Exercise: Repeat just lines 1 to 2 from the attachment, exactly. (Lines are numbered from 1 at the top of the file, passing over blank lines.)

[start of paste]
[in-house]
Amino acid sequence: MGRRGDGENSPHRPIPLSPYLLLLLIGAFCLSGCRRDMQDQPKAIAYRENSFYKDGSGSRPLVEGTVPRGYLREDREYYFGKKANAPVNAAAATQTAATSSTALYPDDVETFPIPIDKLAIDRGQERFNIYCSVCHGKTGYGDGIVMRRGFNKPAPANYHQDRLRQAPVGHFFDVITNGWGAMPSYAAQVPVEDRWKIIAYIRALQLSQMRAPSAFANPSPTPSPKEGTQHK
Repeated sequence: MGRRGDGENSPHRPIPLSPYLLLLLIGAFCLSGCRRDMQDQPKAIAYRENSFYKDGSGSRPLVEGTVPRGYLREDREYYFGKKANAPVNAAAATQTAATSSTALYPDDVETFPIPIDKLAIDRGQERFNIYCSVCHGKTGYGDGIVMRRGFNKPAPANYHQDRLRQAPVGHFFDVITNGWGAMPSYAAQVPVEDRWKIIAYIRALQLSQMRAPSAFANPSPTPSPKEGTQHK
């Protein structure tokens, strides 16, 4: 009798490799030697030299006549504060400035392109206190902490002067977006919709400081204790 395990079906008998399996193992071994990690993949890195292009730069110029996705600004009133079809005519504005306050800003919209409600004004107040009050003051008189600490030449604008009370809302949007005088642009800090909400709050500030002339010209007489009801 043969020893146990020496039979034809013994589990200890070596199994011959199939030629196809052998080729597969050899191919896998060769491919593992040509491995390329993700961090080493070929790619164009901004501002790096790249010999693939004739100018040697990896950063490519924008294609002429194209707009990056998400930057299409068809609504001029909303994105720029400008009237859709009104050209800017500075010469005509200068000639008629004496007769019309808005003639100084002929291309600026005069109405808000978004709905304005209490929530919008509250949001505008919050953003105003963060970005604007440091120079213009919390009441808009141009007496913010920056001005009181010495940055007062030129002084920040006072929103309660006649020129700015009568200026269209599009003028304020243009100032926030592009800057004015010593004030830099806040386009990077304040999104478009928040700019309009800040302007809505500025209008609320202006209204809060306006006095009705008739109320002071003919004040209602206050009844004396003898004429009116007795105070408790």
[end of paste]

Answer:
[in-house]
Amino acid sequence: MGRRGDGENSPHRPIPLSPYLLLLLIGAFCLSGCRRDMQDQPKAIAYRENSFYKDGSGSRPLVEGTVPRGYLREDREYYFGKKANAPVNAAAATQTAATSSTALYPDDVETFPIPIDKLAIDRGQERFNIYCSVCHGKTGYGDGIVMRRGFNKPAPANYHQDRLRQAPVGHFFDVITNGWGAMPSYAAQVPVEDRWKIIAYIRALQLSQMRAPSAFANPSPTPSPKEGTQHK